If you want to learn more about IPM other resources include the Purdue Consumer Horticulture website, the Purdue Entomology Extension Vegetable Website, the Purdue Entomology Extension Fruit Website, and the Purdue Plant and Pest Diagnostic Laboratory.
Where does your food come from? Many students across Indiana give the answer “the grocery store.” Although this is often true, the grocery store is not the starting place of our food. Farm Bureau’s Agriculture in the Classroom Program works with kids around Indiana teaching them about the origins of their food and why farmers are important. Through this program, Farm Bureau holds summer workshops for teachers and volunteers giving them ideas about how to teach agriculture in their hometown school systems.
The Allen County Soil and Water Conservation District had the opportunity to participate and lead a couple of sessions in one of the Agriculture in the Classroom workshops on June 1st at Huntington University. Mike Werling, a farmer and part time employee with the Allen County SWCD, lead a workshop on managing erosion. Erosion is a menace that has plagued agriculture for millennia. Werling used the slake test, a homemade rainfall simulator, and a purchased rainfall simulator to demonstrate different ways teachers can educate about soil health and erosion control in their own classroom.
The slake test shows the structural difference between soil in a no-till situation and soil in a tillage situation. It utilizes two class cylinders filled with water. Mesh wiring drapes like a hammock from the top of the cylinders and submerges in the water. For this demonstration, you must have two different dried peds of soil. One ped should be from a no-till field and the other from a tilled field. When the aggregates are submerged into the water and placed on the mesh wiring, the audience can see the difference between the tilled soil and the soil from a no-till field. The no-till ped will hold together, but the soil from the tilled field will break apart easily in the cylinder. Check out this video of a slake test!
The homemade rainfall simulator can be made out of 3 plastic, two-liter bottles with 1/3 of the plastic cut out of the side. One of the bottles should contain nothing but bare soil. The second bottle should be filled with soil, but covered with residue like straw, leaves, or sticks. The third bottle should contain growing cover crops (clover, annual rye, cereal rye, oats, etc). Water is then poured over the two-liter bottles. The bottle with bare soil will lose the largest amount of soil to erosion, the soil with a residue will lose significantly less soil because of the residue, and the cover crop soil will lose the least amount of soil when “rain” is introduced to it. Check out this video of a two-liter bottle simulator!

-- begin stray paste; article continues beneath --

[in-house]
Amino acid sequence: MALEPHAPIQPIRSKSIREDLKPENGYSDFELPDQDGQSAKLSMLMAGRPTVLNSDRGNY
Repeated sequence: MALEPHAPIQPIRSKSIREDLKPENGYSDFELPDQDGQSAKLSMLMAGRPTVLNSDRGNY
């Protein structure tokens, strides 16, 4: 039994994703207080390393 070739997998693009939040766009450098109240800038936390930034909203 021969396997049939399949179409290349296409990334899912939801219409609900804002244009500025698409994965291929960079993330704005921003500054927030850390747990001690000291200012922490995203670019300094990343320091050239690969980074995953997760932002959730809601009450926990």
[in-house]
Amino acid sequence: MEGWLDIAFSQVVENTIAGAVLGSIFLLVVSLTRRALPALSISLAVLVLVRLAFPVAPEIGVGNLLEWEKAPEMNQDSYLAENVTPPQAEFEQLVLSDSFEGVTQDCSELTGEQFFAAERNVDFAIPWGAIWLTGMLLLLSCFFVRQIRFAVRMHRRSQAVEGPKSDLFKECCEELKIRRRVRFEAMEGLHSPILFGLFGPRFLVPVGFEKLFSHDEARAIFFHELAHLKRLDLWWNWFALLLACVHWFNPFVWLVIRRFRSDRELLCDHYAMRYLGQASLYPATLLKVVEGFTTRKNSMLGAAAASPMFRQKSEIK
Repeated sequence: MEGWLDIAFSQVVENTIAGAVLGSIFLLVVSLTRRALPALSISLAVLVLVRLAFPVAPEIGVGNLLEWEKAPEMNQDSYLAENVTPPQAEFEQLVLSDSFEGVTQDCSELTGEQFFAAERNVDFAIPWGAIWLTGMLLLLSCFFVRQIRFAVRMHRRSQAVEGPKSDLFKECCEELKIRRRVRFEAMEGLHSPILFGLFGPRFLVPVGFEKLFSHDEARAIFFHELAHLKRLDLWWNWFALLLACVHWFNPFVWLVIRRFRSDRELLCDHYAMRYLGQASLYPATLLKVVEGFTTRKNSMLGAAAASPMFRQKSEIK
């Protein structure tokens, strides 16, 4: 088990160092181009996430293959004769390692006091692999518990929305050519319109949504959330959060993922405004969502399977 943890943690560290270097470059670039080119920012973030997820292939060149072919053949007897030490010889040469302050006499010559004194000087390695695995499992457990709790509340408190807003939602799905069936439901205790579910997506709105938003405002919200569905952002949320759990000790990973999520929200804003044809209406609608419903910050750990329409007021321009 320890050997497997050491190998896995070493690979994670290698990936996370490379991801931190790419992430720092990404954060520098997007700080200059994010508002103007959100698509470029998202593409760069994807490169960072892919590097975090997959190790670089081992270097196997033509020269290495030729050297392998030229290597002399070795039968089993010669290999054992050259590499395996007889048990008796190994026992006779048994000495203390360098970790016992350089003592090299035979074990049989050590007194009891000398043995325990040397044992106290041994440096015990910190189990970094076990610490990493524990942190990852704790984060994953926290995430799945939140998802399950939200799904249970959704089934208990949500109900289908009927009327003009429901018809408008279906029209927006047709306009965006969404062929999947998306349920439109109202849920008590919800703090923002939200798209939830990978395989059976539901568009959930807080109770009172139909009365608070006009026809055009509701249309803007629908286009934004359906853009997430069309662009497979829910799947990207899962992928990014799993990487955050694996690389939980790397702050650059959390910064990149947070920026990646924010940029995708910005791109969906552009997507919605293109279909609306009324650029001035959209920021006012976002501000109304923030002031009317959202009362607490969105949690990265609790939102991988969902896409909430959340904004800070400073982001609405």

The purchased rainfall simulator works very similarly to the homemade version. Watch this video to see how a rainfall simulator works!
The Allen SWCD also shared a lesson on watersheds and water quality. Joelle Neff used an Enviroscape to teach about how water moves downhill and picks up pollutants in a watershed. Neff also taught a lesson called “Growing with Water” which uses data collected from the Water Quality Initiative Program to discuss why pollutants have varying impacts at different times in the year.
An Enviroscape is a model of a watershed landscape that funnels water into the landscape’s reservoir. The model has a farm, factory, nature preserve, golf course, construction site, neighborhood, water treatment facility, roads, and ditches. Pollutants such as fertilizers, pesticides, human and animal waste, oil, road salt, etc are introduced to the landscape. Simulated rain is then applied to the landscape. Students are able to see all the pollutants that have entered the reservoir after the rain. This tool has fairly easy clean up. You can remove the plug in the reservoir to drain water into the basin below.